Some folks have damaged hearing because of the explosions they heard while walking thru the jungle defending their country. And some of us went into engineering instead of music for our career. But I can read a frequency counter very well.
 

Tonyr1084

Joined Sep 24, 2015
7,886
Some folks have damaged hearing because of the explosions they heard while walking thru the jungle defending their country. And some of us went into engineering instead of music for our career. But I can read a frequency counter very well.
Even deaf people can still enjoy music. Mostly they can feel the beat and deep base notes that cause the body to resonate.

Some folks have damaged hearing because of failure to protect their hearing while playing rock and roll drums for eight years. A decade ago my wife bought drums and I LOVED them. But my tinnitus was getting worse by the day. I had to sell them. Sold them to a young kid. His parents came with him. As he played - pretty talented kid at that - I told him this: "I'm going to give you some advice. If you take it you'll probably never thank me. But if you don't - you'll wish you did. Wear hearing protection." Then as I told him the reason why I was selling my drums he could see me choking up. He must have known at that moment that protecting your hearing is very important.

As for tuning a fish - sorry Pete - I've never had the chance. But that old piano my brother had stored at mom's house - I tuned that thing up without anyone ever telling me how to. Turned out quite well at that. But I used an electronic keyboard to synthesize the notes and matched the strings to the keyboard. When I ran out of keyboard I just used the next nearest octave to find the rest of the tune for the higher and lower octaves. That's the closest I've ever come to using electronics to tune an instrument.
 

MisterBill2

Joined Jan 23, 2018
18,428
Even deaf people can still enjoy music. Mostly they can feel the beat and deep base notes that cause the body to resonate.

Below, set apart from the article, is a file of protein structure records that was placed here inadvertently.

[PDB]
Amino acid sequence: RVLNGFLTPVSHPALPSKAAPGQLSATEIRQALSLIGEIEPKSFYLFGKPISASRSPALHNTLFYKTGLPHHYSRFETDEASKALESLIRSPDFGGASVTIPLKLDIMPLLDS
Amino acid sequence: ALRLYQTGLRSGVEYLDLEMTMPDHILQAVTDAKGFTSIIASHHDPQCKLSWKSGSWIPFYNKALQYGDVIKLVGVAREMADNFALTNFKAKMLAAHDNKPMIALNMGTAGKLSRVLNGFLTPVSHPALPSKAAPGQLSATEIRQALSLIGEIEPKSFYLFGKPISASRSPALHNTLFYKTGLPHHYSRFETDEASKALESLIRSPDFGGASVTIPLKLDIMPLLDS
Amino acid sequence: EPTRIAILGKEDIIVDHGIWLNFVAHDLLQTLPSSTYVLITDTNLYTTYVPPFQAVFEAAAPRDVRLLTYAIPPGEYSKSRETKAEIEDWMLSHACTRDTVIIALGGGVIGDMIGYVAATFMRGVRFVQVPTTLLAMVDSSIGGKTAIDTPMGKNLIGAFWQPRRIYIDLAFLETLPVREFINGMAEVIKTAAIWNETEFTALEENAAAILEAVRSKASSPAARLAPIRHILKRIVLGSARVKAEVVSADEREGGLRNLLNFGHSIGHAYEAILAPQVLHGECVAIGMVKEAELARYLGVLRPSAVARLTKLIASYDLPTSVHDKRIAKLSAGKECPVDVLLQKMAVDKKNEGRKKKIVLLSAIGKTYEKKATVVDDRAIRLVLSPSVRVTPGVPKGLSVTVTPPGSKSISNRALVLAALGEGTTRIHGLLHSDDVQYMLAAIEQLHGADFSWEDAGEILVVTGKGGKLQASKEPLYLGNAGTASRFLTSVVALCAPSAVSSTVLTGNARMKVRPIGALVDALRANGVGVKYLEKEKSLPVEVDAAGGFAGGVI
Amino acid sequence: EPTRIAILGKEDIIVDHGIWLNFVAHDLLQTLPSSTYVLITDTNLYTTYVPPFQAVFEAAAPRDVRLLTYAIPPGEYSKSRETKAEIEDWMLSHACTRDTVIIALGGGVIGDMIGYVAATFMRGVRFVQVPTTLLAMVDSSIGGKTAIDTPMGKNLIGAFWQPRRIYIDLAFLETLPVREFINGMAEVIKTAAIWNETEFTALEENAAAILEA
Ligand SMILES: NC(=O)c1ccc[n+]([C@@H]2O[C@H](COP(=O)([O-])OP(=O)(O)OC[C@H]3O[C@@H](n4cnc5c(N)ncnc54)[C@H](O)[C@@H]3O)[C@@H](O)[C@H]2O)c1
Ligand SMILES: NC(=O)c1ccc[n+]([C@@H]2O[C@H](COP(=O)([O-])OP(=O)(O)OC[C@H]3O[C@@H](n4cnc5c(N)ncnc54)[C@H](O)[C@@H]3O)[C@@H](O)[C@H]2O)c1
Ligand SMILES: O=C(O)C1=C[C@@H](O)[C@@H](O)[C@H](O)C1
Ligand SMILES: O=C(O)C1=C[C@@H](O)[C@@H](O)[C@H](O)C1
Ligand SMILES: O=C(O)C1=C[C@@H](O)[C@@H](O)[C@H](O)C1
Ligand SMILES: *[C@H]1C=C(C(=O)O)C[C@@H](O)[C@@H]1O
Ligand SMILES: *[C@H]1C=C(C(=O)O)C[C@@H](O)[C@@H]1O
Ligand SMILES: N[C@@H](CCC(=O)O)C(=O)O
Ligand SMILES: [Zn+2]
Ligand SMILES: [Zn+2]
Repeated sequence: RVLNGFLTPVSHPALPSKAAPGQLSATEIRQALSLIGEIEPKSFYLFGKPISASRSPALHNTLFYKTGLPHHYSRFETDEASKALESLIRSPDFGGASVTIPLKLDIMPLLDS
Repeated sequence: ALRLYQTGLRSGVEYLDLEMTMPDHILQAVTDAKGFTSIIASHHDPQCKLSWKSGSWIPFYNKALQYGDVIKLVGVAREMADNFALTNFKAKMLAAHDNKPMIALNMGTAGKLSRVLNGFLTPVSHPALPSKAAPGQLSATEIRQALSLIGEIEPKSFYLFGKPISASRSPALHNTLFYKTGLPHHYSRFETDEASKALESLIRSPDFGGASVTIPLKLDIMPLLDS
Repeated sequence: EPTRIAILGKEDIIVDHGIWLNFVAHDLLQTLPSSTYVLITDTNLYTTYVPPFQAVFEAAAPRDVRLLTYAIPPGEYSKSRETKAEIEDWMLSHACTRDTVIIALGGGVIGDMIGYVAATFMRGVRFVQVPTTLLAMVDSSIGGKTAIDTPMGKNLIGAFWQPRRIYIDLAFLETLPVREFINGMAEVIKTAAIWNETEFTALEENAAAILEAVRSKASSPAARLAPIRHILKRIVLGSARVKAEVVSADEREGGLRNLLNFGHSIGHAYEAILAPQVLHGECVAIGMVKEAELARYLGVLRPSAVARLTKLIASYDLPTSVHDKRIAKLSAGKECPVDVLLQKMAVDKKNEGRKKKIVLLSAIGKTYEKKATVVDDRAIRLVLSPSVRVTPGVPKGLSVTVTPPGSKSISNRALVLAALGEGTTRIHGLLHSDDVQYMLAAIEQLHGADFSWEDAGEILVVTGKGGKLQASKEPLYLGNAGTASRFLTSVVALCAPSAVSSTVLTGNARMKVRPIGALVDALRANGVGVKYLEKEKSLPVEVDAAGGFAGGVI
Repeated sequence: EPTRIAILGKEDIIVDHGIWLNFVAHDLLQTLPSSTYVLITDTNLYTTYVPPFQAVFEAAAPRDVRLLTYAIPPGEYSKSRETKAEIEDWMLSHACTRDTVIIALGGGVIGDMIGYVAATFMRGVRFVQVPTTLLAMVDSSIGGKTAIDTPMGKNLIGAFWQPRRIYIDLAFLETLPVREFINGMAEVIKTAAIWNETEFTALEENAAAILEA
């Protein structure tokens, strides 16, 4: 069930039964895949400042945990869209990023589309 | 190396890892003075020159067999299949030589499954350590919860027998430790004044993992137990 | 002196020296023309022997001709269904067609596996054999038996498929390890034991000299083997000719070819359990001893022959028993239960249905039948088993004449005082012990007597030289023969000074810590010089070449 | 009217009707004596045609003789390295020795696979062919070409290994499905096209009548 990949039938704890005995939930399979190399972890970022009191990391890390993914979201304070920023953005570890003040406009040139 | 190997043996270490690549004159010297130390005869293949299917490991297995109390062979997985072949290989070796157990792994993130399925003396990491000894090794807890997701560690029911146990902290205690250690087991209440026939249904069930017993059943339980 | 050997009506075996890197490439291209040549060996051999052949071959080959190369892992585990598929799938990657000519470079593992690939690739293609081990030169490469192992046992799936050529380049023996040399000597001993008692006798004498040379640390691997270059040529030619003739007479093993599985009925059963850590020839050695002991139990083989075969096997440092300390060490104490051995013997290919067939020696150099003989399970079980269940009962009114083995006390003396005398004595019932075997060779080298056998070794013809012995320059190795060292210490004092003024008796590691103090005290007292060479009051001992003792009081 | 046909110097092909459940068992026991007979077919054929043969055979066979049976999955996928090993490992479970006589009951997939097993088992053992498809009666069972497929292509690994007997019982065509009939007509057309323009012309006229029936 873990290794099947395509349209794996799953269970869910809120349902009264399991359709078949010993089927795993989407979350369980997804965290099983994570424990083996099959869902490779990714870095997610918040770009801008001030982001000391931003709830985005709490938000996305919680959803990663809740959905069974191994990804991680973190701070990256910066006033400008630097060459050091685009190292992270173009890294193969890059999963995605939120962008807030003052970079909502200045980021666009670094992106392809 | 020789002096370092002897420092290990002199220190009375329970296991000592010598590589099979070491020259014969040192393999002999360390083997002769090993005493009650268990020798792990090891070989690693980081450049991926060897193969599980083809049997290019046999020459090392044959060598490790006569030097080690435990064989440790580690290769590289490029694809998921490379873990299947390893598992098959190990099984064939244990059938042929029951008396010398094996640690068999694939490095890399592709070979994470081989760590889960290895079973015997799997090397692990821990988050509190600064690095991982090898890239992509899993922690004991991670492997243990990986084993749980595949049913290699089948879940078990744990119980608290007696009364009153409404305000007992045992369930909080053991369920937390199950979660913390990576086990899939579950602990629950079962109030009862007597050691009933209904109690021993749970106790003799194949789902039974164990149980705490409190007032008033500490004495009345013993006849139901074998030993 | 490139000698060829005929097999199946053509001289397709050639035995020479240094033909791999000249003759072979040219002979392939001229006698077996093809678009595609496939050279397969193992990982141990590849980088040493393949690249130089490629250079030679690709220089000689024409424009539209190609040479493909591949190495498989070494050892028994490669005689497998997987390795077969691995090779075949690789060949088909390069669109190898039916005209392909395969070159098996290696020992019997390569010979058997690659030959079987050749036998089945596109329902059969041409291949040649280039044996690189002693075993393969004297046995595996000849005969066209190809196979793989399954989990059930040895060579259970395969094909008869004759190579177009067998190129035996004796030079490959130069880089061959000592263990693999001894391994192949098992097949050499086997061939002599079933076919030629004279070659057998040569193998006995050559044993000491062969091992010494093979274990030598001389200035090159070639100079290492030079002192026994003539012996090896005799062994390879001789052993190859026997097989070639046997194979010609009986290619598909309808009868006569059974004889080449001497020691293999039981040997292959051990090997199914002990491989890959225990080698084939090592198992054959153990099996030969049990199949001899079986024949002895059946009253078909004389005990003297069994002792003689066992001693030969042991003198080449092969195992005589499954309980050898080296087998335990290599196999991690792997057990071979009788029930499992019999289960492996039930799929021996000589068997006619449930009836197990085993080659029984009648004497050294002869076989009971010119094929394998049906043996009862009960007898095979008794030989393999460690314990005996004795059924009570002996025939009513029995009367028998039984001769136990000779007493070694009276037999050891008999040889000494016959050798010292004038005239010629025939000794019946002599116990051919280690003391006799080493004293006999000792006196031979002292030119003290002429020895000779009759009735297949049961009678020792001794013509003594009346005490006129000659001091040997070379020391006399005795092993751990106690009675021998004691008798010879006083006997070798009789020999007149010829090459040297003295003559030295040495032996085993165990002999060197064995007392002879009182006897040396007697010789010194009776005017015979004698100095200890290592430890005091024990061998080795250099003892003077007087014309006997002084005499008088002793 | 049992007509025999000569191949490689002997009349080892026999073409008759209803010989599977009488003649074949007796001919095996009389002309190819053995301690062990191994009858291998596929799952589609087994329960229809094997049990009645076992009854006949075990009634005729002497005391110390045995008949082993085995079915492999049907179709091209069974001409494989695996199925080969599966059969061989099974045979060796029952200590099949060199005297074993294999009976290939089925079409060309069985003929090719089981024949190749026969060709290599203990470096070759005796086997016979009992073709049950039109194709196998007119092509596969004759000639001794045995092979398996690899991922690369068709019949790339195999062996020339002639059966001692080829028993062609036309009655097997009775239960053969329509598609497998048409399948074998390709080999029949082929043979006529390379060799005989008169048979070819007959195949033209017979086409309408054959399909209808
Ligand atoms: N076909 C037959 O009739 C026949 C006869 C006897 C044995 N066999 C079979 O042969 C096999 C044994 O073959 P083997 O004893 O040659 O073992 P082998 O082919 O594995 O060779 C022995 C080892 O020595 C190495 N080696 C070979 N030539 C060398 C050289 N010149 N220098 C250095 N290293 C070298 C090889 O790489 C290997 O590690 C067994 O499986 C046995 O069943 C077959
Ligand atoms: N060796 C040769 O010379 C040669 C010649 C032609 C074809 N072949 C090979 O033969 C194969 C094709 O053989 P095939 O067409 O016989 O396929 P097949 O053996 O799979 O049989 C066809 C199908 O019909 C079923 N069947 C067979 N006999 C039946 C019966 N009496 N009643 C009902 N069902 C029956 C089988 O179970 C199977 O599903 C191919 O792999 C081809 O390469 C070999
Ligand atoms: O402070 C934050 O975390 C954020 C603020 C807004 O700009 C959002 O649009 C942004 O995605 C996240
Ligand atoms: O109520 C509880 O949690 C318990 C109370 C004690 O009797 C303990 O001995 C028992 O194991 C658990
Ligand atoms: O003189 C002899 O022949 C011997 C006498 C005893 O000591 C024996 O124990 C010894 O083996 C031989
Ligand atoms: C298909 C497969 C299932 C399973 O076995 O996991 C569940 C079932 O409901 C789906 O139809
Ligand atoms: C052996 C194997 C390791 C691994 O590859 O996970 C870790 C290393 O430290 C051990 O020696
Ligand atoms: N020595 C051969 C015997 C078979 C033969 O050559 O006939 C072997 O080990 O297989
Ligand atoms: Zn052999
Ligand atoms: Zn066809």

Some folks have damaged hearing because of failure to protect their hearing while playing rock and roll drums for eight years. A decade ago my wife bought drums and I LOVED them. But my tinnitus was getting worse by the day. I had to sell them. Sold them to a young kid. His parents came with him. As he played - pretty talented kid at that - I told him this: "I'm going to give you some advice. If you take it you'll probably never thank me. But if you don't - you'll wish you did. Wear hearing protection." Then as I told him the reason why I was selling my drums he could see me choking up. He must have known at that moment that protecting your hearing is very important.

As for tuning a fish - sorry Pete - I've never had the chance. But that old piano my brother had stored at mom's house - I tuned that thing up without anyone ever telling me how to. Turned out quite well at that. But I used an electronic keyboard to synthesize the notes and matched the strings to the keyboard. When I ran out of keyboard I just used the next nearest octave to find the rest of the tune for the higher and lower octaves. That's the closest I've ever come to using electronics to tune an instrument.
Some folks have damaged hearing because of loud noises while walking thru the jungle IN HELL. (a really nasty place at the time) The name for those who wore hearing protection doing that (wearing ear protection while walking in the jungle) would be in the casualty list. That is to say, dead. Situation awareness is especially important.
 

MisterBill2

Joined Jan 23, 2018
18,428
It seems that there are quite a few ways to tune a guitar. Frequency measuring, frequency detection, and reference comparing. Possibly others as well.
Which process is the TS seeking????
 

KeithWalker

Joined Jul 10, 2017
3,089
I think the simplest and most accurate solution would be a frequency counter with a 1 second timebase and an audio amplified input.
There are lots of circuits on-line for getting a 1 second delay by counting down from a 1MHz crystal. Use that as the gate for a decade counter with digital display that has the guitar signal as an input. This solution would give accuracy to 1Hz and would work for tuning any string, with a simple note/frequency table.
Note: Without those restrictions, I would make a much simpler version, using a ATmega328 uC, a 386 amplifier with an electret microphone on the input and a small TFT display.
 

MisterBill2

Joined Jan 23, 2018
18,428
I think the simplest and most accurate solution would be a frequency counter with a 1 second timebase and an audio amplified input.
There are lots of circuits on-line for getting a 1 second delay by counting down from a 1MHz crystal. Use that as the gate for a decade counter with digital display that has the guitar signal as an input. This solution would give accuracy to 1Hz and would work for tuning any string, with a simple note/frequency table.
Note: Without those restrictions, I would make a much simpler version, using a ATmega328 uC, a 386 amplifier with an electret microphone on the input and a small TFT display.
I suggested that as one choice back in post #7, but with the added function of display hold, because a guitar note does not last very long. The challenge then being that a regular counter scheme dooes not provide the three decimal point resolution given in the note versus frequency tables. So the question becomes how close is "close enough" ??? I really don't know.